And that’s Emerald City! CANNOT WAIT TO SEE YOU!

 

 

Last night – probably too late last night, I tweeted this:

At the time, I was watching a movie that featured a few ex-Spetsnaz characters, which got me thinking about the incredible novel REAMDE from Neal Stephenson, which also features one of those scary, tough, extraordinarily competent dudes.  I decided to re-read that book as soon as I finished the one I’m on now (which I’m liking but not loving – good thing about books, though, is that there’s always another one).  From there, I moved on to a quick mental overview of Stephenson’s entire output (the movie clearly wasn’t really grabbing me) and realized that he’s what I would consider unassailable – everything he’s published is at a certain level of creative excellence, from essays to novels. Not a dud in the bunch. If you don’t know his work, please, see for yourself.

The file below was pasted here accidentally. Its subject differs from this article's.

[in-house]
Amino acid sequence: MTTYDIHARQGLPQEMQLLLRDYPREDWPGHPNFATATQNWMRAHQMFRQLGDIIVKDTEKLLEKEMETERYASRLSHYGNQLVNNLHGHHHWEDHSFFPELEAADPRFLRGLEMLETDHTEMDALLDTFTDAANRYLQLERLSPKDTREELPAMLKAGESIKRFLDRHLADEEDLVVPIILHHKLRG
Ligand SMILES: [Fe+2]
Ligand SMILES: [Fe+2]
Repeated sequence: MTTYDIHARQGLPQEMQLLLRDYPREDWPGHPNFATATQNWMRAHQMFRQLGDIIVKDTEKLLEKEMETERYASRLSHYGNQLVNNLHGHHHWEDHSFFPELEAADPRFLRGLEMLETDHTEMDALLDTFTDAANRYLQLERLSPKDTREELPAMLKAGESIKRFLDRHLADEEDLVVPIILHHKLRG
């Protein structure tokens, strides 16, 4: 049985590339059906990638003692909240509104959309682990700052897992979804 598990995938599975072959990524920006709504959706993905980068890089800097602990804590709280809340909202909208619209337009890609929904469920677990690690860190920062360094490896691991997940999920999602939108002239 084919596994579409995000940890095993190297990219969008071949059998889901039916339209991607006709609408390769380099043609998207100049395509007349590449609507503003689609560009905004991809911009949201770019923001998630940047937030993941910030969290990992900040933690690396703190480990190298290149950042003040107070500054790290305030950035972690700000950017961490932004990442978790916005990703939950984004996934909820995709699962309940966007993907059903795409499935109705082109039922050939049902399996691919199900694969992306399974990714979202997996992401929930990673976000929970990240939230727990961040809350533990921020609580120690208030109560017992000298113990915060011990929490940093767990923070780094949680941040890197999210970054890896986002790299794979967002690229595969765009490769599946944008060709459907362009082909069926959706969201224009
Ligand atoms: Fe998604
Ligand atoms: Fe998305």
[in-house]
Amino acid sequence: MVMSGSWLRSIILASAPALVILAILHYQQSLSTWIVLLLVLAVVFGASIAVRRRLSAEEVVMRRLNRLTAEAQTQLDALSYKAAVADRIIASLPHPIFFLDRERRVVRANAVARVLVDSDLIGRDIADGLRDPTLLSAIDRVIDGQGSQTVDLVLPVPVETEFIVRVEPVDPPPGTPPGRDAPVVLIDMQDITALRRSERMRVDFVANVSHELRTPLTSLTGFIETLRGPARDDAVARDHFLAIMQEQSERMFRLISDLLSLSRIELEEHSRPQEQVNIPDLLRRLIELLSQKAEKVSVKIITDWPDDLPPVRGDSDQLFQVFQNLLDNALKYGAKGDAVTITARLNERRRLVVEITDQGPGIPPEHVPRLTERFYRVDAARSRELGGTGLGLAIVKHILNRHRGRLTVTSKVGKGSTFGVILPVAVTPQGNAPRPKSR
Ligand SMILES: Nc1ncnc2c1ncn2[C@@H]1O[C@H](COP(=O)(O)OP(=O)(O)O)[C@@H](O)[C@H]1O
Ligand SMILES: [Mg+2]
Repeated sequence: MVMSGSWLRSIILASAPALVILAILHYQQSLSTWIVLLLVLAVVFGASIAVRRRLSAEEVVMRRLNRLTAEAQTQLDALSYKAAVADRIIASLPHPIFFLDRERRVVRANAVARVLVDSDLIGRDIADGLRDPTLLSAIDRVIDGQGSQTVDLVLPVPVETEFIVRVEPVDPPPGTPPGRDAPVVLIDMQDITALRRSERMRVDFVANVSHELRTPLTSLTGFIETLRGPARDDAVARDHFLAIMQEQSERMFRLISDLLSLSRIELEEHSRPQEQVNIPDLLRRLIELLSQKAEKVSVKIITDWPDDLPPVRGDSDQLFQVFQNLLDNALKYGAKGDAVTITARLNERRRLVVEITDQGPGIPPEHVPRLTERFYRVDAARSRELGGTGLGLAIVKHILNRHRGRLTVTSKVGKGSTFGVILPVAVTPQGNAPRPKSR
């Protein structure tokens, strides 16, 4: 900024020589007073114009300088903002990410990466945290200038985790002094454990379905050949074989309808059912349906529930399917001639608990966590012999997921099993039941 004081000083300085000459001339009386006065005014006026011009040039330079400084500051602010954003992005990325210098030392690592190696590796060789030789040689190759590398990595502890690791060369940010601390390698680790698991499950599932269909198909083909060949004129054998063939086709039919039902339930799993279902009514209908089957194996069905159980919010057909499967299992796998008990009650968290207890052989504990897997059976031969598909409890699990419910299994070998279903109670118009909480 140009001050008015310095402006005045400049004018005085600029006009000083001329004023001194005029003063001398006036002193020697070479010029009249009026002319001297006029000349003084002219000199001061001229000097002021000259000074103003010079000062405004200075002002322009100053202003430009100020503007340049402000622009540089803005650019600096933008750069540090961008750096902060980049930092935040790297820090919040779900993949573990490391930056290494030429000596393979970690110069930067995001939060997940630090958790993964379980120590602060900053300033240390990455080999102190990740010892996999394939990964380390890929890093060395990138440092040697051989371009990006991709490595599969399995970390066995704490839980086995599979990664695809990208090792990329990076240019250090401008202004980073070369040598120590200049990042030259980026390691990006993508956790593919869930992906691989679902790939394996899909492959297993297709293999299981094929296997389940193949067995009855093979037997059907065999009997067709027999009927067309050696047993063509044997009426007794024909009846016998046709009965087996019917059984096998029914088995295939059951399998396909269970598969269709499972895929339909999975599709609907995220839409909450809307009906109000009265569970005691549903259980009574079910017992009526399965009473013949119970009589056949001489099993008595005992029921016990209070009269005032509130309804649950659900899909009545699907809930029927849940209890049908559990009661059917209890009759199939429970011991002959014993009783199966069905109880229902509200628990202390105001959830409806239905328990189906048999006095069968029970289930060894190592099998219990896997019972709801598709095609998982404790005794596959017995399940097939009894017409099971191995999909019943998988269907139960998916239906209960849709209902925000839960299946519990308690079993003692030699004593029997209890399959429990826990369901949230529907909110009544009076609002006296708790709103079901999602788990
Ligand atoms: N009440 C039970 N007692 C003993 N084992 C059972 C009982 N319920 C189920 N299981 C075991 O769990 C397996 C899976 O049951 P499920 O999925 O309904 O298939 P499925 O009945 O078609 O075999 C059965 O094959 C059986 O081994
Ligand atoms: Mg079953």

That led to the tweet above, which led to a pretty busy time on my feed. Seems like there’s plenty of brilliance out there (or at least the perception of brilliance).  The following names popped up in, in order of posting: